The Sorrows of the Sacred Heart

The Sorrows of the Sacred Heart June 4, 2022

Love Thy Neighbor

Full disclosure: this post is not an in-depth look at the sorrows of the Sacred Heart of Jesus. Those are a subject I don’t know a lot about, except in very general terms—and “bad things make Jesus sad,” while true, isn’t something I can write a worthwhile essay about. I don’t think.

But, June is Pride Month. Which means Catholic Twitter is swarming with people talking about how un-Christian pride celebrations are, pride is a sin, etc., and saying we need to reclaim June as the month of the Sacred Heart. (The Solemnity of the Sacred Heart nearly always falls in June; it’s always on the third Friday after Pentecost, which typically falls in May or early June, this year on June 5th.)

This is, of course, terribly funny: the notion of any creature proposing to defend Omnipotence usually is. So Catholic Twitter is also swarming with people in this set of people’s replies, jeering at them. I’ve done it several years running, and this year is no exception. Of course, when I actually refer to it as “jeering,” I suddenly find myself a little bit less comfortable with it; not because attempts to defend Omnipotence deserve respect (they don’t), but because my neighbor deserves respect. Or, if deserves is felt to be too much, I am at any rate under orders to respect my neighbor—that being how the Golden Rule works.

The Meaning of Pride

I do celebrate Pride myself, in a few different ways (and most of them are ways I don’t even have to go to Confession over). I toyed with dropping the celebration a few years ago, as I was tiring somewhat of LGBT activism and the whole business of being, so to speak, a Public Gay; that year, as it happened, was 2016. After June 12 of that year rolled around I definitely discarded any idea of not celebrating Pride.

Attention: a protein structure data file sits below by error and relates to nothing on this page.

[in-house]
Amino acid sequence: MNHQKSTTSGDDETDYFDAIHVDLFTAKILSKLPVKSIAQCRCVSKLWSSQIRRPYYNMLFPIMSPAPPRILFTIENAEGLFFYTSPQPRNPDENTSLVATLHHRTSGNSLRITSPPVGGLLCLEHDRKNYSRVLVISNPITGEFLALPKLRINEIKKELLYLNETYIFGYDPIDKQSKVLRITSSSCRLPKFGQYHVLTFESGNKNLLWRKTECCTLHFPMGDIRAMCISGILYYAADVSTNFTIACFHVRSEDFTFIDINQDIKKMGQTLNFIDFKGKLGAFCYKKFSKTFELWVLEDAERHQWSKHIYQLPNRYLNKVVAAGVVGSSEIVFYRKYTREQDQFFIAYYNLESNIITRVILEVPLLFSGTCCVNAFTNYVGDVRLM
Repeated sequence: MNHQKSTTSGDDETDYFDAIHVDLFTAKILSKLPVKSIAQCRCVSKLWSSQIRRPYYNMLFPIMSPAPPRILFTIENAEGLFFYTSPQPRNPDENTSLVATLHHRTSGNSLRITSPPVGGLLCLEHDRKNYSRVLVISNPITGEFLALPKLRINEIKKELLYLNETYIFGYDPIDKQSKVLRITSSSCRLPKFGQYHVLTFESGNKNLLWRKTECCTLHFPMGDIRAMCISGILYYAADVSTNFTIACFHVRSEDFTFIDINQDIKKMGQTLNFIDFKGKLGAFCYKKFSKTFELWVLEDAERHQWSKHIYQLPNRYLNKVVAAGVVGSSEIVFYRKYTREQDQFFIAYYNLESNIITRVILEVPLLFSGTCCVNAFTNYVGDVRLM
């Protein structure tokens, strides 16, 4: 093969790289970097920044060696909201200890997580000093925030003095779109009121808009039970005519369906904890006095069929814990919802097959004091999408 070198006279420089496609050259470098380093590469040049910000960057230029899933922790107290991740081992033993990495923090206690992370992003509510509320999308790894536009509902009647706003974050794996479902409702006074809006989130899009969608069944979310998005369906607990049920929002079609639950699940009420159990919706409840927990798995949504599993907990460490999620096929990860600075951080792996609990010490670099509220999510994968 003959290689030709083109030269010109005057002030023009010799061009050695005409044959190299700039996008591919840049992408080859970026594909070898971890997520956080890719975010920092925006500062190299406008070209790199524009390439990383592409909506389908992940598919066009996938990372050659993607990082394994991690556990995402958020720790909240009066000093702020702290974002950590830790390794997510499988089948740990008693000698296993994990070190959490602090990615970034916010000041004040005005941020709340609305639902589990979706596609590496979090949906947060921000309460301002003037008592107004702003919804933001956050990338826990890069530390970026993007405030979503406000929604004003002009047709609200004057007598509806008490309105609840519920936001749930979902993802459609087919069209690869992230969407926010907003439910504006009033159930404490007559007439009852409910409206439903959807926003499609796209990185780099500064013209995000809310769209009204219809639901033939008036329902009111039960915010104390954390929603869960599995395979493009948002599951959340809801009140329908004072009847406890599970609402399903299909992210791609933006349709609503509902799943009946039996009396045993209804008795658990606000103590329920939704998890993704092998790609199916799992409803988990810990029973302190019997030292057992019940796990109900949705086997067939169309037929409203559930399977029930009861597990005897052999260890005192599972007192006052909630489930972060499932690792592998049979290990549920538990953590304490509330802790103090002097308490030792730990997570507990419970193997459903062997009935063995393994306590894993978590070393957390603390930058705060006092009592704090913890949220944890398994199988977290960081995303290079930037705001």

Most of the Christian objections to Pride that I’ve come across have been obviously bad-faith pretenses at not seeing the difference between “pride” as a sin and “pride” as a sense of self-worth and human dignity. (Oddly enough, I’ve come across these objections more often than I’ve come across objections to the public lewdness that does often form a part of Pride celebrations—though that may reflect the circles I travel in more than how common either objection is.) I don’t propose to waste my time on people who raise bad-faith objections, but there are a handful of people who raise this objection in good faith, and I’d like to speak to them.

Pride celebrations started after the Stonewall riots, which started the modern gay rights movement. They mean a lot of different things, and include a lot of different events. Some of these events are, shall we say, adult, but most aren’t; it is quite true that most Christians will probably feel the need to avoid those Pride events, but in my experience these are very much the exception, and (especially since LGBTQ adoption became common) a lot of Pride celebrations are designed to be as family-friendly as any other city summer festival.